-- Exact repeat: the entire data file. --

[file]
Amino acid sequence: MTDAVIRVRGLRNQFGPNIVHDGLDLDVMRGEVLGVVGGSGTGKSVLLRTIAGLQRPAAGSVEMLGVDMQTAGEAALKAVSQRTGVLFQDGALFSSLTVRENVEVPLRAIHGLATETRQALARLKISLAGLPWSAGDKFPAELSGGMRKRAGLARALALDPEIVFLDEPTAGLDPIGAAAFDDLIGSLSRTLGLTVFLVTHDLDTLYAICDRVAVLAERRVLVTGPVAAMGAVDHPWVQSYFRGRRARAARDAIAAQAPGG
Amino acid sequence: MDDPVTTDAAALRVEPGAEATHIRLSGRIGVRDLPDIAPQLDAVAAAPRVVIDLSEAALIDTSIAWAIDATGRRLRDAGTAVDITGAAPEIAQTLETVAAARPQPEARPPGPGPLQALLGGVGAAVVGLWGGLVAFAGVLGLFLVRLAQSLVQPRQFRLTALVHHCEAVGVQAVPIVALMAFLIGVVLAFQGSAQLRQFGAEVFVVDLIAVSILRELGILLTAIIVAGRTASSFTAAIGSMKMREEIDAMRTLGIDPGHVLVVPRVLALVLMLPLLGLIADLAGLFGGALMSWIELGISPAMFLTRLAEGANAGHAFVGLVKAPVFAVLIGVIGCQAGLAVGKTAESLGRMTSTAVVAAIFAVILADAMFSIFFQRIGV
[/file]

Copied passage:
Amino acid sequence: MTDAVIRVRGLRNQFGPNIVHDGLDLDVMRGEVLGVVGGSGTGKSVLLRTIAGLQRPAAGSVEMLGVDMQTAGEAALKAVSQRTGVLFQDGALFSSLTVRENVEVPLRAIHGLATETRQALARLKISLAGLPWSAGDKFPAELSGGMRKRAGLARALALDPEIVFLDEPTAGLDPIGAAAFDDLIGSLSRTLGLTVFLVTHDLDTLYAICDRVAVLAERRVLVTGPVAAMGAVDHPWVQSYFRGRRARAARDAIAAQAPGG
Amino acid sequence: MDDPVTTDAAALRVEPGAEATHIRLSGRIGVRDLPDIAPQLDAVAAAPRVVIDLSEAALIDTSIAWAIDATGRRLRDAGTAVDITGAAPEIAQTLETVAAARPQPEARPPGPGPLQALLGGVGAAVVGLWGGLVAFAGVLGLFLVRLAQSLVQPRQFRLTALVHHCEAVGVQAVPIVALMAFLIGVVLAFQGSAQLRQFGAEVFVVDLIAVSILRELGILLTAIIVAGRTASSFTAAIGSMKMREEIDAMRTLGIDPGHVLVVPRVLALVLMLPLLGLIADLAGLFGGALMSWIELGISPAMFLTRLAEGANAGHAFVGLVKAPVFAVLIGVIGCQAGLAVGKTAESLGRMTSTAVVAAIFAVILADAMFSIFFQRIGV